I have recently been reviewing some material having to do with some evidence that the State of Texas wants to introduce in a death penalty trial scheduled to begin in October 2009. I am truly astounded that the prosecutors would even consider this evidence as appropriate for a case where a man can lose his life.
I have always heard of dogs sniffing cars, purses or other belongings of citizens to see if they are “holding” drugs. Dog scent evidence is pretty commonplace around the courthouses where I practice law. Lawyers are always trying to figure out a way to outsmart these drug-sniffing dogs who have been trained to find controlled substances - and they usually do. I once had a dog alert on me at the Houston international airport, because I had an apple in my purse that I had purchased in Mexico but “smuggled” into the United States.
My client was accused of capital murder in 1992. He was tried in 1994, and because of other circumstances that we do not need to discuss in this article, his case was overturned by the Fifth Circuit and remanded for a new trial in 2006. From 1994 until 2006, this man lived on Texas’ Death Row. Now, he is in the county jail where the offense occurred awaiting trial.
So, we are working on his case; things going along pretty normally. About a month or so ago, I received an email from the prosecutor advising me that he has obtained a search warrant from some magistrate (not the district court judge who will hear this case) to go to that county jail and obtain scent evidence from my client through swabs of certain areas of his body. That all sounds like it might be OK - except that the prosecutor plans on having a dog smell my client’s scent and then attempt to connect my client’s scent to the scent of this 1992 evidence that has been stored in cans in an abandoned jail since 1994. In case your math is about like mine - that is 15 years ago. So, the bottom line is this: can a dog small your scent and then sniff the 15 year old evidence and make a valid connection between your scent and the evidence? And, if one assumes that this is legitimate science and credible, then it is proof that the defendant is connected to the crime.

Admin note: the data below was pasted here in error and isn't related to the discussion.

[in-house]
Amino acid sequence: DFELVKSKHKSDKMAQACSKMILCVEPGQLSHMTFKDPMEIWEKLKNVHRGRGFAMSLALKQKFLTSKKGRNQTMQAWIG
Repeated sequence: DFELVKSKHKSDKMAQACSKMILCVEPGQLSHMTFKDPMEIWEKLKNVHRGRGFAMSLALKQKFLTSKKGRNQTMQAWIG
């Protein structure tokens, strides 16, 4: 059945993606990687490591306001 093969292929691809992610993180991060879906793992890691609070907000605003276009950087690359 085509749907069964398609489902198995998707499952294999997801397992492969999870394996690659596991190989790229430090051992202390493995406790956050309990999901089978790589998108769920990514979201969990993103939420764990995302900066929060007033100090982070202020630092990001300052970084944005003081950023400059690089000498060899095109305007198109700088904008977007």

The defense team is obviously not going to take this lying down - right? So, we do some research. One of the interesting articles we found is from Florida and from the Orlando Sentinel newspaper today. The article discusses three men who spent twenty-something years in prison for crimes that DNA now proves they did not commit. Each of these three men was convicted by the prosecution using a German shepherd named “Harrass”. The articles indicates that the only way the owner of Harrass was discredited was by the judge testing the dog himself. Is that what it really takes? Does a judge have to step down off the bench, take the dog by its leash, and see if the dog actually alerts to a valid scent without his owner/trainer. Apparently, the dog did not alert to anything when the judge was testing him.
We have in our jurisdiction an owner/trainer of three dogs who are just as wrong as Harrass was in Florida. We have a situation where my client could be sentenced to death and part of the State’s case will rely on the dog sniffing lineup of 15 year old evidence. Do you think a dog can connect a scent to evidence that is this old?
What about the legal “reliability” of scientific evidence? Is it really scientific evidence - or is it just junk science? And, if it is just junk science, why are we using it to possibly execute a citizen?
But, the real problem has to do with the mindset of the prosecutors who are willing to use this evidence to convict a man of capital murder and possibly obtain a death sentence. Am I the only one who is scared to death about people in our world who would be willing to present this evidence to a jury and argue to this jury that the evidence is valid and reliable?
I need a judge who is willing to step off the bench and get his hands dirty - like the judge in Florida.....